One might think that on a cold winter’s night a fan has little use. Nothing could be farther from the truth. The fan has many many uses, and cooling oneself is just the least imaginative of them. fans come in to basic types: flat fans that are always open, called uchiwa, and fans that folds, known as sunsu. Although both have their origins and primary functions as cooling devices or a means to fan the flames of a cook fire, they have developed other purposes as well. Samurai who lead troops into battle use a special type of flat fan when at war known as a tessen. There are even tales of a samurai using their tessen and even their paper fans as weapons.

It is however, the paper fan that finds the most use at Winter Court and in Rokugan society. As with every aspects of a samurai’s possessions, his or her fan is an important symbol of his importance and place int he world. Artists use the paper surface of the fan as a canvas for their craft, creating beautiful works of utilitarian art of their patrons. The fan’s decorations can consist of anything from clan symbols to landscapes to elegantly written poems in the finest calligraphy. One tale tells of a lord who had hundred of folding fans, each with a different poem written upon it. When a supplicant came before him he would hear the man out in silence, then draw forth a fan from his kimono, unfold it, and fan himself. The poem revealed gave the answer to the supplicant’s request. The lord, who despised dealing with such matters, never spoke a word.

The fan has other uses as well. Many at court, particularly women, use fans to hide their mouths while they speak. Those looking on from across a room or gardens cannot know whether she is speaking or not. The nobles at court have developed an entire body language of fan gestures. From the simple way a samurai waves his fan, unfolds it, points it or lets it rest in his hand, he conveys messages to others. Some of these are widely known, such as the habit of opening and then closing a fan when one becomes bored of a certain speaker, or the quick crack of a fan snapping open in anger at a perceived insult. Others are particular to clans or families, allowing them to communicate secrets in the open without others grasping their meaning. The Crane clan and Doji family in particular have a detailed and precise “fan language”.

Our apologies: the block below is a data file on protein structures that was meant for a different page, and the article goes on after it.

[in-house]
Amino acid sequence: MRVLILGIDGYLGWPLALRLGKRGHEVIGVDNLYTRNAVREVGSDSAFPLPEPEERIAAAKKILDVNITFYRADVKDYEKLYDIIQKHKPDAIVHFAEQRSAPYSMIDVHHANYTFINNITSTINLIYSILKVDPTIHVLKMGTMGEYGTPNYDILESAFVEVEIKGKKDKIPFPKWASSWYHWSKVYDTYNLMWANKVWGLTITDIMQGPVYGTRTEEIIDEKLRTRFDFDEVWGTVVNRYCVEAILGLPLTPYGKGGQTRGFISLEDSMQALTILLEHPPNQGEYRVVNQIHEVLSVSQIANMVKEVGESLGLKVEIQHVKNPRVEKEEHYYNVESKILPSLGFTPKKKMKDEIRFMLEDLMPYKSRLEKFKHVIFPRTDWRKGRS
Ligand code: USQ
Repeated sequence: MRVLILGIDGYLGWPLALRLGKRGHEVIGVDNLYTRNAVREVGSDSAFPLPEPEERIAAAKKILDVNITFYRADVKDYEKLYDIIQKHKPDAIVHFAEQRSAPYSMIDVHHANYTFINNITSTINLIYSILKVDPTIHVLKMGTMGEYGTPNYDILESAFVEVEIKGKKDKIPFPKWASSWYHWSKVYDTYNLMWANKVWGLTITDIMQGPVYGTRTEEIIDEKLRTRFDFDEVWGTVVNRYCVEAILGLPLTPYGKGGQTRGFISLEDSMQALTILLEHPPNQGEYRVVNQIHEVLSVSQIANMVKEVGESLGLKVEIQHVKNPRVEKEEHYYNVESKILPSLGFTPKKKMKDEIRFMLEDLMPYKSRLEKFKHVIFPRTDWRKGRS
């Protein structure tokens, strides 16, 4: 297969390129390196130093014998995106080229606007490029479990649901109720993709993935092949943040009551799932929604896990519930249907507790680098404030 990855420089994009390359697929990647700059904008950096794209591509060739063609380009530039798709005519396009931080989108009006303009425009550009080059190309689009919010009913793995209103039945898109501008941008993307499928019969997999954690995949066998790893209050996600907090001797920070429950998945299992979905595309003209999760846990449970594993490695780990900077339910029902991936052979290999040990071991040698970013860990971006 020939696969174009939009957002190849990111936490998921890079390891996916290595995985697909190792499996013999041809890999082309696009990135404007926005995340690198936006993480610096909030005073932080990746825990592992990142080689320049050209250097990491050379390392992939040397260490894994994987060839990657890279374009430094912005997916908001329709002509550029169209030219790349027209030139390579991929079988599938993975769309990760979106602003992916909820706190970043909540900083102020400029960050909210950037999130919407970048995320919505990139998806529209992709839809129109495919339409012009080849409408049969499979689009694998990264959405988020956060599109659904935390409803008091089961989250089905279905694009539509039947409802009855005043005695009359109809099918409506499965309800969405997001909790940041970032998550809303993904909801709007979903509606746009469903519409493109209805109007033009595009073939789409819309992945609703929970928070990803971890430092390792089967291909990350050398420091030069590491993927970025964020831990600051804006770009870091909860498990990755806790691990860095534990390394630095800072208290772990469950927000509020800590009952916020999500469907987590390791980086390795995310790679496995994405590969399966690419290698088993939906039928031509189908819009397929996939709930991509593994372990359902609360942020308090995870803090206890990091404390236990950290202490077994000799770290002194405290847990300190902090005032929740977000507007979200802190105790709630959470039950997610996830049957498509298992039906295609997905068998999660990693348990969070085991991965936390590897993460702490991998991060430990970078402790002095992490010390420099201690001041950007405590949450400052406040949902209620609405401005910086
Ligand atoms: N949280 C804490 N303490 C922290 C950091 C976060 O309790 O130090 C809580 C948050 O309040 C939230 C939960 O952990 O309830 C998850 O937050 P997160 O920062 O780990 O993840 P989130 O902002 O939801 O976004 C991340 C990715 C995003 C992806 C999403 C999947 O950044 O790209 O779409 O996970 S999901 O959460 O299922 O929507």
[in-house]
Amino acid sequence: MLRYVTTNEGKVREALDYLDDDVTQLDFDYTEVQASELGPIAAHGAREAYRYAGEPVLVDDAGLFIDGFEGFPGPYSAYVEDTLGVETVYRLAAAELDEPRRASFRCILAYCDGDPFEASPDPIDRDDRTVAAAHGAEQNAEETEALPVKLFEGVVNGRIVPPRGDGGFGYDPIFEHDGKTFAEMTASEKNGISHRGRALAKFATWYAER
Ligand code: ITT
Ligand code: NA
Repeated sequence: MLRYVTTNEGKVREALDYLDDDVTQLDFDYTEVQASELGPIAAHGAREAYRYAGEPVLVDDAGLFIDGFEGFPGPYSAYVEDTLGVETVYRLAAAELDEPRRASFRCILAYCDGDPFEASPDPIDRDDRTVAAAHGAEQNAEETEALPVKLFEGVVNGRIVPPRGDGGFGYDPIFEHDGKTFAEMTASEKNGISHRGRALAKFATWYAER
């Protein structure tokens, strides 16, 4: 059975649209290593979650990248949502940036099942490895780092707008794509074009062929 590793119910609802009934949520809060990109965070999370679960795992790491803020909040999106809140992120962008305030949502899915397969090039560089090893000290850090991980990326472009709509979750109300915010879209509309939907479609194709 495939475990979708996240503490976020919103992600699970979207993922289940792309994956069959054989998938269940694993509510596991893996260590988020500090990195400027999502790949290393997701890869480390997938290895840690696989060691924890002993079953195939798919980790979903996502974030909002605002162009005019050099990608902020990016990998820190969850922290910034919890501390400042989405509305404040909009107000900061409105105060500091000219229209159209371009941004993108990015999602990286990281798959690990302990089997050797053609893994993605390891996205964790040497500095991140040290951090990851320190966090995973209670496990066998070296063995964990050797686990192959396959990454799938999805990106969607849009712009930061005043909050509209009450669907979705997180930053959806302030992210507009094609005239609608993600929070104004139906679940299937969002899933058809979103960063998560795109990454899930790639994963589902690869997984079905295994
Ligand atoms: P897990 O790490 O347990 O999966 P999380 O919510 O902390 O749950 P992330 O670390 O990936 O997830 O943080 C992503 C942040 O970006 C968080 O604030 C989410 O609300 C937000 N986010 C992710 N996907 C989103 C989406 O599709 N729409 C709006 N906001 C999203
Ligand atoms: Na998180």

Hairstyles and Makeup

Male samurai wear their hair long, and bound up in various styles. Though the classic style, in which the top of the head is shaved and the rest of the hair oiled into a queue that is folded forward over the crown, is popular, there are a number of other hairstyles. The simplest version is tying the hair into a knot or ponytail at the back of the head. Alternatively, the hair is wrapped with a ribbon so that it sticks out and up, like a brush; with this style, the crown may or may not be shaved. Many helmets have an opening on the back of the head through which the hair can be pulled.

Many Crane dye their hair white, in remembrance of Doji Hayaku, while some Lion dye theirs golden. The Dragon frequently shave their heads entirely, monk-style, and sometimes decorate their baldness with tattoos.

Samurai women (and geisha) wear their hair very long, either tied into a foxtail or piled up in elaborate braids and loops, secured by combs and pins. For a woman, having her hair cut off is a great mark of shame. Pale skin is prized, and even peasant women never expose their faces to the sun if they can help it.

How to write Poetry

A samurai skilled with a sword is once deadly. A samurai skilled in the arts, doubly so, as words are just as deadly as steel. — The Tao of Shinsei

A Brief History of Rhyme:

The art of poetry in the Emerald Empire of Rokugan has long evolved from it’s humble beginnings at the foundation of the Empire. It’s earliest beginnings, there were two types of poetry: Chouka (A long poem) and Tanka (A short poem), and the entire practice was then known as Waka. Key elements to these types of classical Rokugani poetry was that there was no concept of rhyming, and to do so was considered distasteful (meaning that one clearly was not skilled in poetry.)

The return of the Unicorn Clan to the Empire after years of exploration brought another format of poetry: travel poetry. Long influenced by the foreign cultures they encountered, Travel Poetry combines proverbs with poetry. Sometimes humorous, other times meant to teach a lesson, or to commemorate an event, they hold no strict rules in terms of how they are composed (other than heavy use of aliterations) in contrast to traditional Rokugani poetry, Unicorn Travel Poetry is as varied as the clan it originated from.

It was not until the 10th century when a poet by the name of Rezan (later Miya Rezan) created the simplified, three-line format of 5-7-5 of poetry, did haiku come into existence. Up until his arrival anything shorter than five lines was not even considered remotely poetic, but Rezan, who was heralded as perhaps the greatest poet in the history of the empire, shook up the very foundations of the art, and a new style was established. While haiku is perhaps the most predominate style in the Empire today, longer styles of poetry are still practiced.

The foremost collection of Rokugani poetry was compiled by Ikoma Ume and is titled “Manyoshu”, which covers such poets as Kakita Kiyomori, Akodo Tomei, and Miya Rezan, and is considered a must-have for any serious student of poetry.